In connection with long on-orbit European space satellite Gaia and the opportunity that now provides ESA, to use the results of observations of the space telescope, we would like to present some results of our long-term observations of the major planets satellites at Pulkovo Observatory. We hope to translate into reality these opportunities, namely the use of new observations and new ephemeris and a practical possibility of a new reduction for modern and old observations. The essential facilities can appear in the space, we give the shortest presentation of space project Orbital Stellar Stereoscopic Observatory.
We combined the data from the Gaia DR1 and Two-Micron All Sky Survey (2MASS) catalogues in order to derive the absolute proper motions more than 420 million stars distributed all over the sky in the stellar magnitude range 8 mag < G < 21 mag (Gaia magnitude). To eliminate the systematic zonal errors in position of 2MASS catalogue objects, the 2-dimensional median filter was used. The PMA system of proper motion has been obtained by direct link to 1.6 millions extragalactic sources. The short analysis of the absolute proper motion of the PMA stars Catalogue is presented in this work. From a comparison of this data with same stars from the TGAS, UCAC4 and PPMXL catalogues, the equatorial components of the mutual rotation vector of these coordinate systems are determined.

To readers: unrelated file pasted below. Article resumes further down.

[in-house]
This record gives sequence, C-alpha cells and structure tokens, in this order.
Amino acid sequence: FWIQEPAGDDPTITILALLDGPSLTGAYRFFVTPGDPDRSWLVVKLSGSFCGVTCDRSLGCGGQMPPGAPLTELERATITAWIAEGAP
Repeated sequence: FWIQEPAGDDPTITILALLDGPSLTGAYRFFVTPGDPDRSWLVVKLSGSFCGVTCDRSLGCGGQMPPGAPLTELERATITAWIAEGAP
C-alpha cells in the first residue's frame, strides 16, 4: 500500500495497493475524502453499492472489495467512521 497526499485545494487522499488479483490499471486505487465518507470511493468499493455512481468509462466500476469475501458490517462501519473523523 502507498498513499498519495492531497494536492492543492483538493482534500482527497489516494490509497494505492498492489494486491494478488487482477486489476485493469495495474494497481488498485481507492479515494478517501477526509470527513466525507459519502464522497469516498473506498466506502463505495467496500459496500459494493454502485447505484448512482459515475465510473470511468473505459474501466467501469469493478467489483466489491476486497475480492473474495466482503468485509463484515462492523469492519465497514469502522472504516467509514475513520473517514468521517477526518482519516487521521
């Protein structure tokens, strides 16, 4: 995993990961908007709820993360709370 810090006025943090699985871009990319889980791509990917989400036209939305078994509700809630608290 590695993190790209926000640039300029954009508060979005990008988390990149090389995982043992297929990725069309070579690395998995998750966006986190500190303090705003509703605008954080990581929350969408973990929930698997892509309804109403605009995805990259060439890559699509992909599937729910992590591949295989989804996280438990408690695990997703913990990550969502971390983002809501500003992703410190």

The Numeniini is a tribe of 13 wader species (Scolopacidae, Charadriiformes) of which seven are Near Threatened or globally threatened, including two Critically Endangered. To help inform conservation management and policy responses, we present the results of an expert assessment of the threats that members of this taxonomic group face across migratory flyways. Most threats are increasing in intensity, particularly in non-breeding areas, where habitat loss resulting from residential and commercial development, aquaculture, mining, transport, disturbance, problematic invasive species, pollution and climate change were regarded as having the greatest detrimental impact. Fewer threats (mining, disturbance, problematic native species and climate change) were identified as widely affecting breeding areas. Numeniini populations face the greatest number of non-breeding threats in the East Asian-Australasian Flyway, especially those associated with coastal reclamation; related threats were also identified across the Central and Atlantic Americas, and East Atlantic flyways. Threats on the breeding grounds were greatest in Central and Atlantic Americas, East Atlantic and West Asian flyways. Three priority actions were associated with monitoring and research: to monitor breeding population trends (which for species breeding in remote areas may best be achieved through surveys at key non-breeding sites), to deploy tracking technologies to identify migratory connectivity, and to monitor land-cover change across breeding and non-breeding areas. Two priority actions were focused on conservation and policy responses: to identify and effectively protect key non-breeding sites across all flyways (particularly in the East Asian- Australasian Flyway), and to implement successful conservation interventions at a sufficient scale across human-dominated landscapes for species’ recovery to be achieved. If implemented urgently, these measures in combination have the potential to alter the current population declines of many Numeniini species and provide a template for the conservation of other groups of threatened species.